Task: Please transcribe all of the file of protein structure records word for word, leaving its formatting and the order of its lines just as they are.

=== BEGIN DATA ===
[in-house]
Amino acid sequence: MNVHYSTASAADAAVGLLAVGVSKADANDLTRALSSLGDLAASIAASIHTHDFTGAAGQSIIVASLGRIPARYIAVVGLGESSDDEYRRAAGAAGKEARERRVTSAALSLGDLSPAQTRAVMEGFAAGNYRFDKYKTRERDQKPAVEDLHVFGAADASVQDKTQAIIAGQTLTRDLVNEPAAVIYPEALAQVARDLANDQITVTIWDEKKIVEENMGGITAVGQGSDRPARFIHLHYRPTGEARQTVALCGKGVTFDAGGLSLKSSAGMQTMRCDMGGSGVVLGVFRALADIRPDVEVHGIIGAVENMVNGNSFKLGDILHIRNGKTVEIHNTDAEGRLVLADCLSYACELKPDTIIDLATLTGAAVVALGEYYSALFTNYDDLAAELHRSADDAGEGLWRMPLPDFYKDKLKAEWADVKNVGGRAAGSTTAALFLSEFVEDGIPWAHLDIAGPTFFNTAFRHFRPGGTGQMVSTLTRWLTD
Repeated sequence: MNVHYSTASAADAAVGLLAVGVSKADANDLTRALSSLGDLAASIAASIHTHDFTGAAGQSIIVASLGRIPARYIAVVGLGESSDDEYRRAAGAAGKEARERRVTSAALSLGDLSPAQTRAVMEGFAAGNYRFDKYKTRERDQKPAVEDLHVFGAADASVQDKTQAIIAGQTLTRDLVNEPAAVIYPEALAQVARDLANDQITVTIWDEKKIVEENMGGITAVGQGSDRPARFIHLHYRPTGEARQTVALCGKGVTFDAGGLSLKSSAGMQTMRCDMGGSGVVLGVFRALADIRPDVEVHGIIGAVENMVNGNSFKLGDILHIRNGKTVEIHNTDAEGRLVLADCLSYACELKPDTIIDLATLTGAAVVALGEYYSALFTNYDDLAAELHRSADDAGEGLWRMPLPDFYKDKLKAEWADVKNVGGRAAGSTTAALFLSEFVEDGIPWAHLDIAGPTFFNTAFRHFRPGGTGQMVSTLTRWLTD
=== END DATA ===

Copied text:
[in-house]
Amino acid sequence: MNVHYSTASAADAAVGLLAVGVSKADANDLTRALSSLGDLAASIAASIHTHDFTGAAGQSIIVASLGRIPARYIAVVGLGESSDDEYRRAAGAAGKEARERRVTSAALSLGDLSPAQTRAVMEGFAAGNYRFDKYKTRERDQKPAVEDLHVFGAADASVQDKTQAIIAGQTLTRDLVNEPAAVIYPEALAQVARDLANDQITVTIWDEKKIVEENMGGITAVGQGSDRPARFIHLHYRPTGEARQTVALCGKGVTFDAGGLSLKSSAGMQTMRCDMGGSGVVLGVFRALADIRPDVEVHGIIGAVENMVNGNSFKLGDILHIRNGKTVEIHNTDAEGRLVLADCLSYACELKPDTIIDLATLTGAAVVALGEYYSALFTNYDDLAAELHRSADDAGEGLWRMPLPDFYKDKLKAEWADVKNVGGRAAGSTTAALFLSEFVEDGIPWAHLDIAGPTFFNTAFRHFRPGGTGQMVSTLTRWLTD
Repeated sequence: MNVHYSTASAADAAVGLLAVGVSKADANDLTRALSSLGDLAASIAASIHTHDFTGAAGQSIIVASLGRIPARYIAVVGLGESSDDEYRRAAGAAGKEARERRVTSAALSLGDLSPAQTRAVMEGFAAGNYRFDKYKTRERDQKPAVEDLHVFGAADASVQDKTQAIIAGQTLTRDLVNEPAAVIYPEALAQVARDLANDQITVTIWDEKKIVEENMGGITAVGQGSDRPARFIHLHYRPTGEARQTVALCGKGVTFDAGGLSLKSSAGMQTMRCDMGGSGVVLGVFRALADIRPDVEVHGIIGAVENMVNGNSFKLGDILHIRNGKTVEIHNTDAEGRLVLADCLSYACELKPDTIIDLATLTGAAVVALGEYYSALFTNYDDLAAELHRSADDAGEGLWRMPLPDFYKDKLKAEWADVKNVGGRAAGSTTAALFLSEFVEDGIPWAHLDIAGPTFFNTAFRHFRPGGTGQMVSTLTRWLTD